The UK’s progress in developing e-businesses is well below the European average, according to a report by the European Commission (EC). In some cases, the UK is only ahead of countries like Cyprus, Lithuania and Hungary.

Overall on e-business indicators, the UK came in at 28th out of 31 countries, according to the scoreboard report published by the EC this week, which shows the performance of countries delivering on the agreed targets of the Digital Agenda for Europe.

The Digital Agenda, launched last year, commits the European Commission and its member states to carry out specific actions to boost investment in, and use of, digital technologies.

In e-business, the EC ranks countries against indicators such as the number of businesses that share electronic information on the supply chain and how many enterprises use e-invoices.

The UK performed the worst against the electronic supply chain management indicator (6.7 percent of firms) and on exchanging business documents suitable for automatic processing (14.5 percent of firms), coming in 30th place on both, above only the Netherlands and Cyprus, respectively.

The top performers in these categories were Italy for automatic exchange of business documents and Croatia for electronic supply chain management.

The UK also ranked in the bottom five countries for the number of large (60.7 percent, 28th place) and small (26.1 percent, 29th place) enterprises that use software to share information on sales and purchases electronically and automatically, and for the number of enterprises that send or receive e-invoices in a format suitable for automatic processing (13.6 percent, 27th place).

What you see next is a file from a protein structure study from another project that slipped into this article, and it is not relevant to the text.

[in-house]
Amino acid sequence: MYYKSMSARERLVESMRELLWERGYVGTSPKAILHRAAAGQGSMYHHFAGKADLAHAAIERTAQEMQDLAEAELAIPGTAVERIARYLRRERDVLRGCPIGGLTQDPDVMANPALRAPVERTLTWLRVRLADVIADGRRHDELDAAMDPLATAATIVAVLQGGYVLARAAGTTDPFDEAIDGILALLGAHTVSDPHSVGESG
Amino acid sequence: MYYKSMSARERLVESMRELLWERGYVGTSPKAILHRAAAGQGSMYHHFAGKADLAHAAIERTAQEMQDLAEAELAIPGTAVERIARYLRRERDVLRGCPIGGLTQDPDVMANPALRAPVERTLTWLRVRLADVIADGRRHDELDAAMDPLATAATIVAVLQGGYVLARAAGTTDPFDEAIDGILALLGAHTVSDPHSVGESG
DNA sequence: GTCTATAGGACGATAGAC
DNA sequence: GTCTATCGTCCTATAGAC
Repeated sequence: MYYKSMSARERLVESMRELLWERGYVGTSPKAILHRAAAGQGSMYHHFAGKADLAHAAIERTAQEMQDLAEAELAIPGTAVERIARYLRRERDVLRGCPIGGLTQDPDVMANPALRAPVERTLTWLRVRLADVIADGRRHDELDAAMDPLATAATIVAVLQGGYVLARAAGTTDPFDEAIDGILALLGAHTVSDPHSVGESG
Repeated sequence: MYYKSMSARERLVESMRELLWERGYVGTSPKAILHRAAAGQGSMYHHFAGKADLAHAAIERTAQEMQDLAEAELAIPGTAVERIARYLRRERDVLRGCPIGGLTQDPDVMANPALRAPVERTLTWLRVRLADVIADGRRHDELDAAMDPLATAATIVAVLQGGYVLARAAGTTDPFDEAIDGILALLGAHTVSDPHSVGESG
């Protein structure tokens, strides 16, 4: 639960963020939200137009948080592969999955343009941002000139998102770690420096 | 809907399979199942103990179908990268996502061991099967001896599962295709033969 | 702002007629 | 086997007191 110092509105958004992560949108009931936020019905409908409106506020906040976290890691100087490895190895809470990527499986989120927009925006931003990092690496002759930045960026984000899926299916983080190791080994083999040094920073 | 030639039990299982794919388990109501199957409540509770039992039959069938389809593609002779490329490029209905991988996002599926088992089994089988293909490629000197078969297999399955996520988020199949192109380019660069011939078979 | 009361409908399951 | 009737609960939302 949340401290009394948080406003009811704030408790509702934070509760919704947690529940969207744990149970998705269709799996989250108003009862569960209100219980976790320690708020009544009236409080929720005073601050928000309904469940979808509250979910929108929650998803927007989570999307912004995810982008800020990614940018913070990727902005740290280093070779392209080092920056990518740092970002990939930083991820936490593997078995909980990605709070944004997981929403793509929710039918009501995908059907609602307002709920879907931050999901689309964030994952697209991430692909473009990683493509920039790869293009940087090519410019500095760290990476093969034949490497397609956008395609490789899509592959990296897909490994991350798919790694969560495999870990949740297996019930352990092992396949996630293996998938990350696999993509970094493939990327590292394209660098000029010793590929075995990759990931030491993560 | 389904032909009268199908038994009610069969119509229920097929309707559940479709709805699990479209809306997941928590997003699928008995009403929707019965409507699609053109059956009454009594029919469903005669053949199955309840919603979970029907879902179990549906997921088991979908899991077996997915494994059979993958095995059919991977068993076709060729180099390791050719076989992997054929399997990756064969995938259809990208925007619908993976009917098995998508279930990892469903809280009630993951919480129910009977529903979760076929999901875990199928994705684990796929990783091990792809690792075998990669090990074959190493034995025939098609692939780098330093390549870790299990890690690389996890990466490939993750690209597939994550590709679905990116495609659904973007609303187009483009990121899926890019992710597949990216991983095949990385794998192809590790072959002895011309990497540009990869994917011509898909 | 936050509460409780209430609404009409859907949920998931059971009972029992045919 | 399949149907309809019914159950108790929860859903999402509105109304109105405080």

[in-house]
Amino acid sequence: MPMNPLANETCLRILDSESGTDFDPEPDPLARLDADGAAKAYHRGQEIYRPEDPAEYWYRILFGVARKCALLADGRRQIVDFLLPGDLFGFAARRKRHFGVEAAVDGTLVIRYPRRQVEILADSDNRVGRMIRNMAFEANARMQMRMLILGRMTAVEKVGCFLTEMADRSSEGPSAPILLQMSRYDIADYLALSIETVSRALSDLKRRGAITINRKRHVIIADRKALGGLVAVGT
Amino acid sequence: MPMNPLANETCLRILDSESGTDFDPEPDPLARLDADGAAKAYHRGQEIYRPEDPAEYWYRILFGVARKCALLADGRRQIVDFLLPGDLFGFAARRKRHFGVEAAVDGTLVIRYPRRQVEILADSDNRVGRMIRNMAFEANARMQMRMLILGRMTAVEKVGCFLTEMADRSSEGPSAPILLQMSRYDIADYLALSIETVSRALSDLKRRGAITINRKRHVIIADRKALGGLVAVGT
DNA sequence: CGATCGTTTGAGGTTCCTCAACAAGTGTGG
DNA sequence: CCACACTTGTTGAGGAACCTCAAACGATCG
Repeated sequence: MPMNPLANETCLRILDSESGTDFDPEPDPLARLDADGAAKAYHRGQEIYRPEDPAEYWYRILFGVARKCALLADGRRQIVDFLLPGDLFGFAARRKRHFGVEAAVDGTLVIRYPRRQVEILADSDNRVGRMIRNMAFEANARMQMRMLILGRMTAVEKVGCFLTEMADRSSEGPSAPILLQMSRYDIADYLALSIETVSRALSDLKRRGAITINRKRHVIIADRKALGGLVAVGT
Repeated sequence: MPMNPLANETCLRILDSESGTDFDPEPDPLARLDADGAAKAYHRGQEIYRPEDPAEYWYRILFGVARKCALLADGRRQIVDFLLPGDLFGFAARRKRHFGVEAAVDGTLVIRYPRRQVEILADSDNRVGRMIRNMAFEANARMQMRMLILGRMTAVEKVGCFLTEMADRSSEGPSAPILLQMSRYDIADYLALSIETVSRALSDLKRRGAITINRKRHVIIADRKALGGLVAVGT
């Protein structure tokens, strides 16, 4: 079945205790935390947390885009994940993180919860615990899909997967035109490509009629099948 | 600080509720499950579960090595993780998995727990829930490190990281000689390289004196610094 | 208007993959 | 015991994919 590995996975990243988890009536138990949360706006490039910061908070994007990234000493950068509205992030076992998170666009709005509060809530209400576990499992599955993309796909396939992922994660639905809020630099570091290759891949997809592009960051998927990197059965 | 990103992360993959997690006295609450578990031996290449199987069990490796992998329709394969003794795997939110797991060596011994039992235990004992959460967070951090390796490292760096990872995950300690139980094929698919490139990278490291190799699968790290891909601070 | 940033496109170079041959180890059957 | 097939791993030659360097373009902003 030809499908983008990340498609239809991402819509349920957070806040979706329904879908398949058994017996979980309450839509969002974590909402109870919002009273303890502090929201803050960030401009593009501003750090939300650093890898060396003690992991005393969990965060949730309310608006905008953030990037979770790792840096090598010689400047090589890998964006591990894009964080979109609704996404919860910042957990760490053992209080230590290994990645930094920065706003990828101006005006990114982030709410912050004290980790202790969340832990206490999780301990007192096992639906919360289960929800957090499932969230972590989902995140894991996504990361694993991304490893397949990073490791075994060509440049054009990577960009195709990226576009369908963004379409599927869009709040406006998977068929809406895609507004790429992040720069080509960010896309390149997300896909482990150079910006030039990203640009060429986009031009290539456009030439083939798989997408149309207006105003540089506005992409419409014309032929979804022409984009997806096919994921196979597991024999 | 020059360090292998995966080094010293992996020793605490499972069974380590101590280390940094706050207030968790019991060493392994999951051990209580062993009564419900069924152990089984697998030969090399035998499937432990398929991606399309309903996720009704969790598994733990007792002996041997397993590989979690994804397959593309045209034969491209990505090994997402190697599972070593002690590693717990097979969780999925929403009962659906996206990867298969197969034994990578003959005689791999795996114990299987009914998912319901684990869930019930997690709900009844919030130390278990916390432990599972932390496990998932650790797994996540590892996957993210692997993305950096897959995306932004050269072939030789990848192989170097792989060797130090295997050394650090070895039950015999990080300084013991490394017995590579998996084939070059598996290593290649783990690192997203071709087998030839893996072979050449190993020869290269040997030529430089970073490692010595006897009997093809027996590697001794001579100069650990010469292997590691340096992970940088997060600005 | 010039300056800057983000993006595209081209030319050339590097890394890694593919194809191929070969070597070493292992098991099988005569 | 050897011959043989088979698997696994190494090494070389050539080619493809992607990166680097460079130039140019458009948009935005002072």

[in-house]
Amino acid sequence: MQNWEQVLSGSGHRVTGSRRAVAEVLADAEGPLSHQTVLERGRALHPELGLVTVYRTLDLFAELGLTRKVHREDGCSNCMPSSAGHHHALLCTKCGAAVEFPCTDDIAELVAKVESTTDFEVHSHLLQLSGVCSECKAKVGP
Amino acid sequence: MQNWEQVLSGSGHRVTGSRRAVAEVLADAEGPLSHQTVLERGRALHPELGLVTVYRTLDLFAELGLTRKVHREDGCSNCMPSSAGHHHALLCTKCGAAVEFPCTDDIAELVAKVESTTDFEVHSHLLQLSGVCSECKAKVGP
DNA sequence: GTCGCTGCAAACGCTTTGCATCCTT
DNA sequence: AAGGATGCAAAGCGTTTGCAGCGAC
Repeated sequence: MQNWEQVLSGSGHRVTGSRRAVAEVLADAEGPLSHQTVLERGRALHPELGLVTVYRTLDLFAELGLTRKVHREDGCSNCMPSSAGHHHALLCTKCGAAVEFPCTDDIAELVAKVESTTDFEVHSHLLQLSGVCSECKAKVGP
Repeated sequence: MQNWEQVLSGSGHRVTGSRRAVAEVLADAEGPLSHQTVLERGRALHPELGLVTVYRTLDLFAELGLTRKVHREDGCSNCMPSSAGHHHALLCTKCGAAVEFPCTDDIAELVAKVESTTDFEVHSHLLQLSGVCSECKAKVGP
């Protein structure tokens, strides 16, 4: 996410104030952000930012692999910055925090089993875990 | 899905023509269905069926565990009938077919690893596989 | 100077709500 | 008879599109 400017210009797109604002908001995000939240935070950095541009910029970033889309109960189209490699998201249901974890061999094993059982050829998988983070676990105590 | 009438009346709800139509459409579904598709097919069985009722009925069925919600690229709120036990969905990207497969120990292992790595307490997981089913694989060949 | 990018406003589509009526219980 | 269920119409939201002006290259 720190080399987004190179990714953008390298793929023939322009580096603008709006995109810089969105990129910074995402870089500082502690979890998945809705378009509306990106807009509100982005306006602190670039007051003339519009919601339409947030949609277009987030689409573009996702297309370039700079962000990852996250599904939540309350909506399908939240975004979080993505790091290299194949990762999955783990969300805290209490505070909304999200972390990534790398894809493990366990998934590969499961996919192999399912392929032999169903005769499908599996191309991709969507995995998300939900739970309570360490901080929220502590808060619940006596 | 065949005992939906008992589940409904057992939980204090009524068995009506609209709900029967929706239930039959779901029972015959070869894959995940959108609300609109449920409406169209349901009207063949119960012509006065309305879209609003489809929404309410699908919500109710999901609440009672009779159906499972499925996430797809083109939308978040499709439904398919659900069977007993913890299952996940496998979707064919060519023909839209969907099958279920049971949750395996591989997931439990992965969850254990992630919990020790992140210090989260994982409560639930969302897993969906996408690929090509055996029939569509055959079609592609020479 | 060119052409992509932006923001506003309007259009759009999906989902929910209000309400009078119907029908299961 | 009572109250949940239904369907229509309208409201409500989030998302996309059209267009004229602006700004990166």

Against these indicators, the UK only ranked higher than countries such as Lithuania, Romania, Bulgaria, Slovenia and Hungary.

It performed relatively better on adoption of customer relationship management (CRM) software, coming in 23rd place with 12.8 percent of firms using software to analyse client information for marketing purposes. But it will have to at least double the adoption level to catch up to the leading country, Austria, where adoption is at 28.5 percent.

However, the UK fared better in other areas of the Digital Agenda, such as broadband connection, where it scored around the EU average of 88 percent for the level of business broadband connectivity. Mobile broadband take-up on laptops is also above the EU average (7.2 percent) at 7.7 percent.

Furthermore, the UK has high online availability of public services for citizens (97 percent) and businesses (100 percent), with usage by citizens at 48 percent of the population. But the use of eGovernment by businesses, at 67 percent, was low compared with other member states. For example, category leader Finland had a rate of 96 percent.

The government is attempting to address low eGovernment interaction with initiatives such as Alphagov, a prototype of the website that could replace Directgov, which has been developed based on a review by the UK digital champion, Martha Lane Fox.